A. The Whitby decision

Prior to the Whitby decision, the conventional wisdom had been that performance bonds secured only the physical construction of the building in question. However, Whitby provided the Ontario Court of Appeal with the opportunity to find that the standard North American construction Performance Bond guaranteed the contractor’s obligation to remit its share of project cost savings – a non-brick-and-mortar item – to the owner.

In Whitby, the owner/developer entered into a contract with the contractor for the construction of a building. Under the contract’s terms, the owner was entitled to 75% of the savings if the cost of the work came in below the contract price. The contract, however, made no provision for the actual payment of such savings to the owner.

The contractor obtained a standard performance bond from the bonding company. Accordingly, if the contractor was “in default under the contract,” the bonding company was bound to “complete the contract in accordance with its terms and conditions.”

Early in the project, it became apparent that the work would cost less than the price stipulated in the contract. By agreement, the owner deducted its share of the savings from the monthly progress payments to the contractor.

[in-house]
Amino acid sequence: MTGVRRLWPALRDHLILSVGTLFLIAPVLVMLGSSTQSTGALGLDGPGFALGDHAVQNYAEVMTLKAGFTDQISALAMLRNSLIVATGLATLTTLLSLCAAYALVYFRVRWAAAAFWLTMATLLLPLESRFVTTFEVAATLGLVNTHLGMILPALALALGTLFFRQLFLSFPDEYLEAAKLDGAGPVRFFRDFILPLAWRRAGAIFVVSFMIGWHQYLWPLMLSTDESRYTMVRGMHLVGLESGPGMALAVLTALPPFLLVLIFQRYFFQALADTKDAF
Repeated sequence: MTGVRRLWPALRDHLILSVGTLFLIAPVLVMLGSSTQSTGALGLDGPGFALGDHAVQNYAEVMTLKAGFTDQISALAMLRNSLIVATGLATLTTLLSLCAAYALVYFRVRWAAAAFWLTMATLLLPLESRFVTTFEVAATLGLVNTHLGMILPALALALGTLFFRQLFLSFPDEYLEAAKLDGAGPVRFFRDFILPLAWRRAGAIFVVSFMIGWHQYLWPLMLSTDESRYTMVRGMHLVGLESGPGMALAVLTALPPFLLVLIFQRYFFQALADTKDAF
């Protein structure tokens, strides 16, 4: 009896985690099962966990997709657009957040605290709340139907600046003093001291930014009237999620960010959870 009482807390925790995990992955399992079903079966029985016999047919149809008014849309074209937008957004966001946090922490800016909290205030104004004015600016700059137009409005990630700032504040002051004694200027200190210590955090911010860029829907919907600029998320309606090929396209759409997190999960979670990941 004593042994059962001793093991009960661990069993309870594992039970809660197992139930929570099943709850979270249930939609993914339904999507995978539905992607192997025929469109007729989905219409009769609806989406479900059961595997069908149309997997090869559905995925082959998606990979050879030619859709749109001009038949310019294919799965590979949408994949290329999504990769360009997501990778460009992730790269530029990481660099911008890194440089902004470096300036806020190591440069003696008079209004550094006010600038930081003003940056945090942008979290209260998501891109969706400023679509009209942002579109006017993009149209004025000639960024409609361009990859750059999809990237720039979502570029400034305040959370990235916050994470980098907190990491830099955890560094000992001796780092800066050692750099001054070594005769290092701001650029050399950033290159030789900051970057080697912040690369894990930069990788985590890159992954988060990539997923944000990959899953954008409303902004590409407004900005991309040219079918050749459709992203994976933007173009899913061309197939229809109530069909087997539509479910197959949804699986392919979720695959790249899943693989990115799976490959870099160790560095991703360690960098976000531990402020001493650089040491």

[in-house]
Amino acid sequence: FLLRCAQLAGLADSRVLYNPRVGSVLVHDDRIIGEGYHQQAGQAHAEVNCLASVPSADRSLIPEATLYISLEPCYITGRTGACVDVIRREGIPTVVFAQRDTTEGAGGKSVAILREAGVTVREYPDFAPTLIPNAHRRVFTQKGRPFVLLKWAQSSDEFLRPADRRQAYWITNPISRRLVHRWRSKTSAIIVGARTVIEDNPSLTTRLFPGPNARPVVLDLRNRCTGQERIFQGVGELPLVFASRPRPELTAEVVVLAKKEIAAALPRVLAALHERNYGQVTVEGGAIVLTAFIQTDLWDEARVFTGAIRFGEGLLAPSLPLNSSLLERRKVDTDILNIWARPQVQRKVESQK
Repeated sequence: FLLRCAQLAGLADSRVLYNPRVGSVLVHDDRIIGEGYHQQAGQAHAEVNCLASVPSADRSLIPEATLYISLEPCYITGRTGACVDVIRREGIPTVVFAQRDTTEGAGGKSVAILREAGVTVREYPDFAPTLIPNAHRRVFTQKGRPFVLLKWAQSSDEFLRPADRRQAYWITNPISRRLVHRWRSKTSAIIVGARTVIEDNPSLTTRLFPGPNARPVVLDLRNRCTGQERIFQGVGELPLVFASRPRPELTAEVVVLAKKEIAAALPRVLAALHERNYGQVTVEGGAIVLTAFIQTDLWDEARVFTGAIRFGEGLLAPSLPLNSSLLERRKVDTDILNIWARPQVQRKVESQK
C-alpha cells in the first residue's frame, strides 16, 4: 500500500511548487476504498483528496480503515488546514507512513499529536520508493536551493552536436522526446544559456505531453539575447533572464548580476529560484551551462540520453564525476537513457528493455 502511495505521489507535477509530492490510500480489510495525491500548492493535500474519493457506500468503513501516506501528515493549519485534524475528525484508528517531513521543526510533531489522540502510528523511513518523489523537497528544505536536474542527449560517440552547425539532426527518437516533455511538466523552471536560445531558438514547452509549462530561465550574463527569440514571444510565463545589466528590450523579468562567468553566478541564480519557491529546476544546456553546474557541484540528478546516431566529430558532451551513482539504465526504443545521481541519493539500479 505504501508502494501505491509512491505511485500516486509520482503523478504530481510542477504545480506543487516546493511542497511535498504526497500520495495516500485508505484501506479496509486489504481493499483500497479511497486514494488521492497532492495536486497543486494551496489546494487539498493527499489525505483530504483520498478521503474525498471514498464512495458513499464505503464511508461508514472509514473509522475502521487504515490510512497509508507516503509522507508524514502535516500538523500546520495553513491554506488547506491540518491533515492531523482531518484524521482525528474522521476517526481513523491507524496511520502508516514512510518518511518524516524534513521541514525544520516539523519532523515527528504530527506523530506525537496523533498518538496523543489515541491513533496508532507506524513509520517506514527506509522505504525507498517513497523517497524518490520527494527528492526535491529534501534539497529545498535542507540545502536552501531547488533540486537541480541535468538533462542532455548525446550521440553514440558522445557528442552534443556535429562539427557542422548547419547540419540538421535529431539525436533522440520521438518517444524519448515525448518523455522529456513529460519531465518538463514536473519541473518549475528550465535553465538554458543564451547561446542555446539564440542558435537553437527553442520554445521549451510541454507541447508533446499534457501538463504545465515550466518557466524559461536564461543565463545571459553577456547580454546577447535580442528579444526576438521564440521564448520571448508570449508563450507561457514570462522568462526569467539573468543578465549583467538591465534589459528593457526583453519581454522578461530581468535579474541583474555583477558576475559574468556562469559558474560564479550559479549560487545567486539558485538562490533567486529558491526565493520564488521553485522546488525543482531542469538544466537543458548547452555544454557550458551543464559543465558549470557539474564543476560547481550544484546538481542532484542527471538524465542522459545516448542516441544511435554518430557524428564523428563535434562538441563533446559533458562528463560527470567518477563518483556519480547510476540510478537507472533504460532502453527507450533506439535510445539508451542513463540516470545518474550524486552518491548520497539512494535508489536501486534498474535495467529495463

As the project progressed, it became clear that the owner would be entitled to yet further savings on a final accounting. The monthly deductions, however, were not adjusted to take the further savings into account. As time passed, the contractor encountered financial difficulties and opted not to pay the balance of the $600,000 owing to the owner relating to the savings.

As a result, the owner took the position that the $600,000 was recoverable from the bonding company under the Performance Bond. The bonding company responded that its obligations were limited to the terms of the Bond itself, and did not include duties or obligations set out in the underlying contract between the owner and contractor.

On October 17, 2003, the Ontario Court of Appeal held that the wording of the Bond was broad enough to include all issues relating to the underlying contract. The terms of the construction contract, the Court ruled, were expressly incorporated into the Bond, which had the effect of requiring the bonding company to respond to all defaults in the construction contract. This included the contractor’s obligation to issue the cost savings report and to provide compensation for the owner’s share of the savings.